Russian oligarchs speak out against invasion of Ukraine
The richest man in Russia, Alexei Mordashov, has called on Putin to stop the ‘bloodshed,’ while other billionaires have also criticized the war
Sitting several feet away from Russia’s main business leaders on the day that the invasion of Ukraine began, Vladimir Putin informed them that he’d had no other choice but to launch the attack. Looking at him from behind their facemasks – the Russian president himself never wears one – the heads of the country’s largest banks and energy companies kept quiet and did not offer any criticism, if indeed they had any to offer.
Their companies have since tanked on the stock market, their accounts have been cut off from the rest of the world, and many of them are facing sanctions from the West.
Little by little, some of these billionaires have started to raise their voices, if moderately. Still fresh in everyone’s mind is the fall of Mikhail Khodorkovsky, the owner of the now-defunct Yukos oil and gas company who was tried for money laundering and sent to jail in 2005, remaining behind bars until 2013, when he was pardoned by Putin.
So far, the banker Oleg Tinkov, 54, has been the most outspoken critic of the invasion. Tinkov recently posted a message on his Instagram account together with a photograph of his partner, children and pet dog. “Now in Ukraine innocent people die every day, it is unthinkable and unacceptable! States should spend money on curing people and research to defeat cancer, not on war. We are against this war!” reads part of the message.
Tinkov, who was diagnosed with cancer in 2020, added in the message that “having almost been on the other side of life twice in the last two years, I’ve seen for myself how fragile life is! And it is the only one we have!” Over 110,000 people had “liked” the post just one day later.
Alexei Mordashov, Russia’s wealthiest man – whose fortune Forbes magazine estimated at $29.1 billion (€26.1 billion) in 2021 – has also been quite critical of Putin’s decision to invade Ukraine.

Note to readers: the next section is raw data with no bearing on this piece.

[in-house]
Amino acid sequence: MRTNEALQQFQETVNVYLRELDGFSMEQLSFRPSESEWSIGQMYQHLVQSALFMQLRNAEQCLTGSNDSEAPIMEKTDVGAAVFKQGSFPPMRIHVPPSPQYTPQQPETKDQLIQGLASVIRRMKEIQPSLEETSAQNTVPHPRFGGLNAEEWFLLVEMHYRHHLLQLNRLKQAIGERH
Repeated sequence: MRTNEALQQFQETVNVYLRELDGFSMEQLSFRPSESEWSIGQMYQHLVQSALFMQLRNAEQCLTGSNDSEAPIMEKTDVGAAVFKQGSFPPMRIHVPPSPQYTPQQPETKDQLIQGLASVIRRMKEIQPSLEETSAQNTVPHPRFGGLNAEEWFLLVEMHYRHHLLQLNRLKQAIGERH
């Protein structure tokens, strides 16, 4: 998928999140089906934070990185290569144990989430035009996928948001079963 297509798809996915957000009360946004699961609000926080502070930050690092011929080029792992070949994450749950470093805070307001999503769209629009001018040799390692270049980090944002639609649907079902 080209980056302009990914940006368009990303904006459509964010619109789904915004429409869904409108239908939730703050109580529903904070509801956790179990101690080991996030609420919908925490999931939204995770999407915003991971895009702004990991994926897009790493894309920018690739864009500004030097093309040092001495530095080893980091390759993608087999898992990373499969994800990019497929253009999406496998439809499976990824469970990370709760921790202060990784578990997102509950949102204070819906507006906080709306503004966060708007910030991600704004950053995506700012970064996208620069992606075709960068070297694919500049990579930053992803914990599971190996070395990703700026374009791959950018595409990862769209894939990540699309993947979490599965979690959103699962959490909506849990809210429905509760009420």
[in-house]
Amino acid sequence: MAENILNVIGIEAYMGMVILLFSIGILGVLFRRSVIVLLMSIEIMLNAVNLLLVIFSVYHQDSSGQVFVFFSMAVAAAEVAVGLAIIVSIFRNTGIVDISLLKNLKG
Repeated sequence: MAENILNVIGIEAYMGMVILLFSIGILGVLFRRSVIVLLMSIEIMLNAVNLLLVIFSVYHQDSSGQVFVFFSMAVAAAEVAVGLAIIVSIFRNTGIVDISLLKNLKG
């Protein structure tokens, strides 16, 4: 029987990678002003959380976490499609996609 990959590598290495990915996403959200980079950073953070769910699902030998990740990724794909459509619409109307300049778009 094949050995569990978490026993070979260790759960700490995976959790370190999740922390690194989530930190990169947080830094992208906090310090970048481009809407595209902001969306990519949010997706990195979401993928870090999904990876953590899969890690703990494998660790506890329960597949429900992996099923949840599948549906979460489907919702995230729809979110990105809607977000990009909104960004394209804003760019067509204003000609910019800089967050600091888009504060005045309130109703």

“It is terrible that Ukrainians and Russians are dying, people are suffering hardships and the economy is collapsing,” he told the news outlet RBK. “We must do everything necessary so that a way out of this conflict is found in the very near future and the bloodshed stops.”
“I have absolutely nothing to do with the emergence of the current geopolitical tension. I don’t understand why sanctions have been imposed against us,” he added.
I am deeply attached to Ukrainian and Russian peoples and see the current conflict as a tragedy for them bothMikhail Fridman, co-founder of Alfa-Bank
Oleg Deripaska, 54, owner of the aluminium giant Rusal, was less explicit in his statements. “Peace is very important! Negotiations must begin as soon as possible!” he published on February 27 on his Telegram account. Deripaska was accused in 2017 of having mediated between the Kremlin and Donald Trump’s campaign manager, Paul Manafort, although the US sanctions weighing over him are based on alleged money laundering and extortion of rival industrialists.
Mikhail Fridman, 57, co-founder of Alfa-Bank, one of Russia’s largest private lenders, has spoken out a little more clearly after being included in the European Union’s list of sanctions against Russian oligarchs, journalists and government officials. Fridman was born in Lviv, which is now part of western Ukraine, when the latter was one of the Soviet republics. “My parents are Ukrainian citizens and live in Lviv, my favorite city. But I have also spent much of my life as a citizen of Russia, building and growing businesses. I am deeply attached to Ukrainian and Russian peoples and see the current conflict as a tragedy for them both,” wrote Fridman in a letter to staff obtained by the Financial Times.
The invasion of Ukraine has not only bothered oligarchs with close ties to the Kremlin. Several lawmakers representing the Communist Party have complained that they voted in favor of recognizing the self-declared republics of Donetsk and Luhansk without realizing that it would lead to war.
Some of the oligarchs’ children have also been expressing anger at the unfolding events. Sofia Abramovich, daughter of billionaire Roman Abramovich, shared an image with her 41,000 Instagram followers that showed the message “Russia wants a war with Ukraine” where the word “Russia” is crossed out and replaced with “Putin.” The message goes on to say: “The biggest and most successful lie of Kremlin’s propaganda is that most Russians stand with Putin.” Her father has also announced that he plans to sell the Chelsea football club and donate the proceeds to “the victims of the war in Ukraine.”
Even part of Putin’s closest circle has publicly expressed opposition to the invasion. The ex-wife and daughter of Putin’s press secretary Dmitry Peskov posted a “No to war” on Twitter, although they quickly deleted it. This same protest was also picked up on Facebook by Tatyana Yumasheva, the youngest daughter of Boris Yeltsin, the former president of Russia and the man who named Putin his successor.